The need for such an agreement arose from the government's sudden proposals to abolish the position of lord chancellor and to create a supreme court to replace the appeals committee of the House of Lords. The proposal to abolish the lord chancellor caused concern among the judiciary, particularly in respect of the possibility that it could affect the independence of the judges. Throughout summer 2003 there were political rumblings because of the farcical way in which the proposals were made. Harry Woolf and other senior judges made increasingly hostile statements and Woolf (in a March 2004 lecture) even floated the idea that the United Kingdom required a written constitution.

On 26 January 2004, Falconer announced that as a result of discussions with Woolf, a concordat had been reached between the executive and the judiciary on judicial aspects of constitutional reform which would be incorporated in legislative proposals. The statement was made in the House of Lords and the lord chief justice took his place in the house to endorse the proposals and confirm that they were supported also by his senior judicial colleagues. The whole process on 26 January 2004 took sixty-four minutes.

Also in openDemocracy on the Power inquiry:

Ferdinand Mount, "The Power inquiry: making politics breathe" (February 2006)

John Jackson, "A democracy in trouble" (March 2006)

Roger Scruton, "Power inquiry, public debate" (March 2006)

Pam Giddy, Adam Lent, "Talking to power" (March 2006)

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The Conservatives complained mildly about the "secret" negotiations. The details of the proposals were placed in the libraries of both houses. The main features were a new statutory duty on ministers to uphold the independence of the judiciary, the redistribution of the lord chancellor's duties between a secretary of state for constitutional affairs and the lord chief justice, and the creation of a judicial appointments commission.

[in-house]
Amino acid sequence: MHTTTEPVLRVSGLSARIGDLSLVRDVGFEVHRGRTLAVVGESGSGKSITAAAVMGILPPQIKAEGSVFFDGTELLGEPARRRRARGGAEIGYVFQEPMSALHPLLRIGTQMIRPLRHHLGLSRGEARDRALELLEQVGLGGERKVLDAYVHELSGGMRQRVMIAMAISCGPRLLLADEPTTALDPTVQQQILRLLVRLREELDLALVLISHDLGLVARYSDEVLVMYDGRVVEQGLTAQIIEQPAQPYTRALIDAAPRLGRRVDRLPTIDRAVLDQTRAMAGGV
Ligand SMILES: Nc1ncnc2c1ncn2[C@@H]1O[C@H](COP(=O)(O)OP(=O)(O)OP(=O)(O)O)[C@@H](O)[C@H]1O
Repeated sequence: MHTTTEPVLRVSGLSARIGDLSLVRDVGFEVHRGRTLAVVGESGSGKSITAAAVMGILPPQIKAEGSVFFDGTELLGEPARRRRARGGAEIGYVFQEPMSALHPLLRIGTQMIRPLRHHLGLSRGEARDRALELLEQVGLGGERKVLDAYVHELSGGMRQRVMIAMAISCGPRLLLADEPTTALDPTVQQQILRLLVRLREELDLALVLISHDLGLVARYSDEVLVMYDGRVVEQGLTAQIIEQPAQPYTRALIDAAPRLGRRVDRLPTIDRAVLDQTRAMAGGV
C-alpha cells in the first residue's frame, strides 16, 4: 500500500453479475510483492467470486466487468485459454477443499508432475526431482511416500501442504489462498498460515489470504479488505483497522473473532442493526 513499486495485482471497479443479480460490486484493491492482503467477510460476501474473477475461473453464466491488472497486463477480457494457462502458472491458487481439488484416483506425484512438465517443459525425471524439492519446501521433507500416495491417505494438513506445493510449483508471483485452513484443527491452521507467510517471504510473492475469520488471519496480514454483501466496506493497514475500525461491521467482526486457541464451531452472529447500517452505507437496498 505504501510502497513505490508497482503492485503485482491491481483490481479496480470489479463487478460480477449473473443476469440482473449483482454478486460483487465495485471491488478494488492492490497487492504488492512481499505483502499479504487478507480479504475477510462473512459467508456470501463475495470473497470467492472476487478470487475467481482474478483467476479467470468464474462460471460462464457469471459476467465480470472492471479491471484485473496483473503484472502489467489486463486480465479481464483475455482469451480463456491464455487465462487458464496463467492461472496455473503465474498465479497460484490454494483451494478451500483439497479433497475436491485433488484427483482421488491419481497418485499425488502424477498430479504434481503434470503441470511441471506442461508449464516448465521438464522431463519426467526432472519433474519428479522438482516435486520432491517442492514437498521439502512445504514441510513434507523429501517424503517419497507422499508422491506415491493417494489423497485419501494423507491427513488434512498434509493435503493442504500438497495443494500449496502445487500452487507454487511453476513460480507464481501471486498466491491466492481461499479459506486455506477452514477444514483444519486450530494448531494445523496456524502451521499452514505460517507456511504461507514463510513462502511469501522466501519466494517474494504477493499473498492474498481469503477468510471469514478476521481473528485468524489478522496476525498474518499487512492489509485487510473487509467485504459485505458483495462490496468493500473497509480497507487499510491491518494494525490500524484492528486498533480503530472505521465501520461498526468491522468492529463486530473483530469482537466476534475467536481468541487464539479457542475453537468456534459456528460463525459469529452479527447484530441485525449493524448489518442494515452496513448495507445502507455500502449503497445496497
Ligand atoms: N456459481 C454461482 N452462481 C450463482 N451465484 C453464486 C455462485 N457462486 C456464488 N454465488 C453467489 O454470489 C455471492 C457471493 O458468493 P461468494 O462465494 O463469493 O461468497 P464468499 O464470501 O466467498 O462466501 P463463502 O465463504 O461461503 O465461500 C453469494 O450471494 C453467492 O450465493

On 12 February 2004 the terms of the concordat and the supreme court proposal were debated in the House of Lords. In 2005 the Constitutional Reform Act incorporating most of the proposals became law. The position of secretary of state for constitutional affairs survives as does the position of lord chancellor; Charles Falconer currently holds both.

Between the lines

The Power inquiry regards this deal as a template for the reforms that it advocates. But it raises five questions:

  • does it really give the judiciary the independence that they should enjoy?
  • are undisclosed discussions between the executive and the judiciary a satisfactory way of reaching proposals on constitutional matters, particularly when they assume what the proper roles of the executive and the judiciary are?
  • how satisfactory is such a deal in the Power inquiry's scheme of things when the popular chamber (the House of Commons) and the public are not involved and are barely informed about its terms?
  • how far were these undisclosed discussions in the minds of the law lords when, in the second half of 2003, they were required to deliver judgments in a number of cases in which government departments were either the appellant or respondent – and thus ruling on challenges to the constitutional propriety of government action?
  • have the full minutes of the concordat discussions ever been published?

There is much else in the report that is worthy of respect and debate. It is a matter for regret that its authors don't demonstrate sufficient faith in their central idea; and also that their proposals often do not have the precision that could strengthen the hands of the public and other reformers.